The Atmosphere – 4 sties out of 5. A great outdoor space on a nice day with a nice farm setting around you and a good spot to have a picnic as we did. Probably not a great place to hang out in the winter. The only thing that kept them from getting a perfect score was their lack of bathroom facilities – they have porta potties.

Dog Friendliness – 5 fetches out of 5. A big open space to hang out with Fluffy.


Valholl Brewing – Valholl is a beautiful location on top of a hill overlooking the water in downtown Poulsbo. The tap room is gorgeous, open with lots of wood (and tables made from driftwood) and a sizable brewery in the back. There is a small patio out front, but overall this place is pretty small. The beers were solid, with a wide range of styles to make just about any beer drinker happy. While there was nothing that was undrinkable, there was also nothing that stood out above the rest of the beers – not that this is a bad thing – the beers are solid and you could easily spend all day drinking in this place without a complaint. My favorite of their lineup was the IPA, but I don’t think that there was a beer I tried that I wouldn’t recommend. They don’t have any food (like all of the other places we visited), but you are close to town center, so there are options.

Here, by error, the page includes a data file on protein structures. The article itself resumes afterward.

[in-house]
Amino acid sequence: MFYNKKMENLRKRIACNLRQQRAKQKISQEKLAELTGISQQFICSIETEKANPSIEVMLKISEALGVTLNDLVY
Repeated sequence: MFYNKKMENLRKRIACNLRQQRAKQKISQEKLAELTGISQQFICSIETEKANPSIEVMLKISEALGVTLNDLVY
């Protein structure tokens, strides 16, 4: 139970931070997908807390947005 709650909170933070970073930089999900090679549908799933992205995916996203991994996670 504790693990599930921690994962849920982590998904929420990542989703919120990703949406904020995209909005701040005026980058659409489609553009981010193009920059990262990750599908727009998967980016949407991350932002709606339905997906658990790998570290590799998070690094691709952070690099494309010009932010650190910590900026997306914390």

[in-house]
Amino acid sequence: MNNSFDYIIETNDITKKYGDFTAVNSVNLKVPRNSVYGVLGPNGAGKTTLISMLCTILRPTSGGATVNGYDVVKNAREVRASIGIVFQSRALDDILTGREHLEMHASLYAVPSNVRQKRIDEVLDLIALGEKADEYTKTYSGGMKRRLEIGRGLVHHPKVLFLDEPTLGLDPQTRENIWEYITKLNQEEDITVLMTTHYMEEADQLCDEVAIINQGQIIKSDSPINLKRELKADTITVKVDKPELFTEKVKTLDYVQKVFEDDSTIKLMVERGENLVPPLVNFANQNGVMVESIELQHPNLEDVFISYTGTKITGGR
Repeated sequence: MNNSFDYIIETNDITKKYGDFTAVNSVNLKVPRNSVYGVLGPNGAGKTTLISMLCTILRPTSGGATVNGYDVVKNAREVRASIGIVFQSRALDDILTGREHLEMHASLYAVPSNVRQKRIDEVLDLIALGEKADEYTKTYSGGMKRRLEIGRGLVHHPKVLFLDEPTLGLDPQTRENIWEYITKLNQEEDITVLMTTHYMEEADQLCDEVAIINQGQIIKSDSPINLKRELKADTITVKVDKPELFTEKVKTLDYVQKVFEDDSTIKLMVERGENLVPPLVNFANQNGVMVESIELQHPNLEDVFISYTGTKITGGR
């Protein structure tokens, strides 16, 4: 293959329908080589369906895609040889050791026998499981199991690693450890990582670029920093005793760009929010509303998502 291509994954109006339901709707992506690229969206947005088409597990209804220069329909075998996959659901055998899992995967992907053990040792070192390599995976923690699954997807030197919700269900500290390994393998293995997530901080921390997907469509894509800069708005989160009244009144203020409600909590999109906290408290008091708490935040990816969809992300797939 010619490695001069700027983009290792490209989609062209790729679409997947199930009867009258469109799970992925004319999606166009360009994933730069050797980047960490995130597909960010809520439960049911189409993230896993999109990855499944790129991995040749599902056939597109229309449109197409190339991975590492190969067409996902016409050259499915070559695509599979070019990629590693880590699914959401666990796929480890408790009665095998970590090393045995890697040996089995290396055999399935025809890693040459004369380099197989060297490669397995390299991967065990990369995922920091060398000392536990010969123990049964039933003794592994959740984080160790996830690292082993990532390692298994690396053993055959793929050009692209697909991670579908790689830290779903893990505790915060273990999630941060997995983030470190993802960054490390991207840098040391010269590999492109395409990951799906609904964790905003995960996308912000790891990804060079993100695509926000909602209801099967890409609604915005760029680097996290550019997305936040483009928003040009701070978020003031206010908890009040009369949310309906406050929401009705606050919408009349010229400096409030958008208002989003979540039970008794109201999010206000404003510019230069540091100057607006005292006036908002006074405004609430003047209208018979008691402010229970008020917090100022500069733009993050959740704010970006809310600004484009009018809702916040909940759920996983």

The Beer – 3 longboats out of 5. A solid lineup but the lack of anything truly outstanding keeps them from making it from the very good to the great category.

The Atmosphere – 5 Valkyries out of 5. I am pretty sure that this is what a drinking hall in Valhalla would look like. I kept expecting to see a Viking walk through the door the entire time we were there.

Dog Friendliness – 3 belly rubs out of 5. Not a ton of space and Fido needs to be outside to enjoy a brew with you.


A word about Peninsula Brew Tours – These guys were great, especially putting up with 12 fun loving beer drinkers like our group. They have a comfortable bus that seats 14 and will pick folks up at either the Bainbridge or Bremerton Ferry terminals. The two owners, who also act as your tour guides, know their beers, know the breweries and were fun to hang out with for an afternoon. Since we had most of the seats on the bus, we were able to dictate the stops, but they do have a tour of both the Poulsbo and Bremerton areas they run for $35 a person, which is a steal considering  you don’t have to slog a car onto the ferry from Seattle (or drive around to the Kitsap Peninsula), you don’t have to worry about driving brewery to brewery, their bus is much more comfortable than your car, they know the brewers/breweries so they can get you a tour that you wouldn’t otherwise get on your own and you can load up a growler and drink on the bus between stops.

If you are planning a brewery tour (or even a winery tour) to the Kitsap Peninsula, give these guys a call. They are located on the web at http://peninsulabrewtours.com/ or can be reached by phone at 360-275-8200. These guys will give you a better experience than you will probably have putting it together on your own. For that, I rate them with 5 Huge Thanks for a Great Afternoon out of 5.